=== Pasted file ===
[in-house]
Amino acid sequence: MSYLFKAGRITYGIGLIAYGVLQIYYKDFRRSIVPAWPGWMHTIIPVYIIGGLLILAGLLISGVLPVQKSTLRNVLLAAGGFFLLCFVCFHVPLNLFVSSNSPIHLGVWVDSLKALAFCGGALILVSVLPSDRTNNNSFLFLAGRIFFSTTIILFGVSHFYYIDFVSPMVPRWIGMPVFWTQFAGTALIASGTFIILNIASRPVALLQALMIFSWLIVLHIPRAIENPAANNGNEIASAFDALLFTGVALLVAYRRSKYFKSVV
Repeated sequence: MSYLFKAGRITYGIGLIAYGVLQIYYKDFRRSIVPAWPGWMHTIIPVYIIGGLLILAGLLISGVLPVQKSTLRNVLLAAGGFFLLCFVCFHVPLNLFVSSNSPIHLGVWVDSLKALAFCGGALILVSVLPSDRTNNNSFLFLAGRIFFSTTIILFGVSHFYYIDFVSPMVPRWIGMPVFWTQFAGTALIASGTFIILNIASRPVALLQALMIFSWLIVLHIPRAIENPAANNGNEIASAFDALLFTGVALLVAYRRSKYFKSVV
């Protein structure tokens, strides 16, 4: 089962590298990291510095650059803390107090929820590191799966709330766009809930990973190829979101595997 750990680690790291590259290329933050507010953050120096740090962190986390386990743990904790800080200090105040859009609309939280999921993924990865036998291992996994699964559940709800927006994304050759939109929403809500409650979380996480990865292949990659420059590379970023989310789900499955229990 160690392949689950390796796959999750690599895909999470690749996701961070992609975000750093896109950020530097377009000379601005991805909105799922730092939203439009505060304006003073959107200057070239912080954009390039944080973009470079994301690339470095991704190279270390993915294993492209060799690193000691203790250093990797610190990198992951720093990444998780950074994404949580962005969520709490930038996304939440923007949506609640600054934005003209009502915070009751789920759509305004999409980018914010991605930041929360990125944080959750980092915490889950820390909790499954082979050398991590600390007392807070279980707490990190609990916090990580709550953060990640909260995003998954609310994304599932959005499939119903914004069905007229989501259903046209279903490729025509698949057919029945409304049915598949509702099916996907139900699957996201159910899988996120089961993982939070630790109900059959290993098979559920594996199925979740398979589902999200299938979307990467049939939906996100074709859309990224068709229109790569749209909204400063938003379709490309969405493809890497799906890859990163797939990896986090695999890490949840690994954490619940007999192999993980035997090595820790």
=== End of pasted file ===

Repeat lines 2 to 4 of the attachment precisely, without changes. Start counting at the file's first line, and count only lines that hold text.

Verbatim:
Amino acid sequence: MSYLFKAGRITYGIGLIAYGVLQIYYKDFRRSIVPAWPGWMHTIIPVYIIGGLLILAGLLISGVLPVQKSTLRNVLLAAGGFFLLCFVCFHVPLNLFVSSNSPIHLGVWVDSLKALAFCGGALILVSVLPSDRTNNNSFLFLAGRIFFSTTIILFGVSHFYYIDFVSPMVPRWIGMPVFWTQFAGTALIASGTFIILNIASRPVALLQALMIFSWLIVLHIPRAIENPAANNGNEIASAFDALLFTGVALLVAYRRSKYFKSVV
Repeated sequence: MSYLFKAGRITYGIGLIAYGVLQIYYKDFRRSIVPAWPGWMHTIIPVYIIGGLLILAGLLISGVLPVQKSTLRNVLLAAGGFFLLCFVCFHVPLNLFVSSNSPIHLGVWVDSLKALAFCGGALILVSVLPSDRTNNNSFLFLAGRIFFSTTIILFGVSHFYYIDFVSPMVPRWIGMPVFWTQFAGTALIASGTFIILNIASRPVALLQALMIFSWLIVLHIPRAIENPAANNGNEIASAFDALLFTGVALLVAYRRSKYFKSVV
């Protein structure tokens, strides 16, 4: 089962590298990291510095650059803390107090929820590191799966709330766009809930990973190829979101595997 750990680690790291590259290329933050507010953050120096740090962190986390386990743990904790800080200090105040859009609309939280999921993924990865036998291992996994699964559940709800927006994304050759939109929403809500409650979380996480990865292949990659420059590379970023989310789900499955229990 160690392949689950390796796959999750690599895909999470690749996701961070992609975000750093896109950020530097377009000379601005991805909105799922730092939203439009505060304006003073959107200057070239912080954009390039944080973009470079994301690339470095991704190279270390993915294993492209060799690193000691203790250093990797610190990198992951720093990444998780950074994404949580962005969520709490930038996304939440923007949506609640600054934005003209009502915070009751789920759509305004999409980018914010991605930041929360990125944080959750980092915490889950820390909790499954082979050398991590600390007392807070279980707490990190609990916090990580709550953060990640909260995003998954609310994304599932959005499939119903914004069905007229989501259903046209279903490729025509698949057919029945409304049915598949509702099916996907139900699957996201159910899988996120089961993982939070630790109900059959290993098979559920594996199925979740398979589902999200299938979307990467049939939906996100074709859309990224068709229109790569749209909204400063938003379709490309969405493809890497799906890859990163797939990896986090695999890490949840690994954490619940007999192999993980035997090595820790």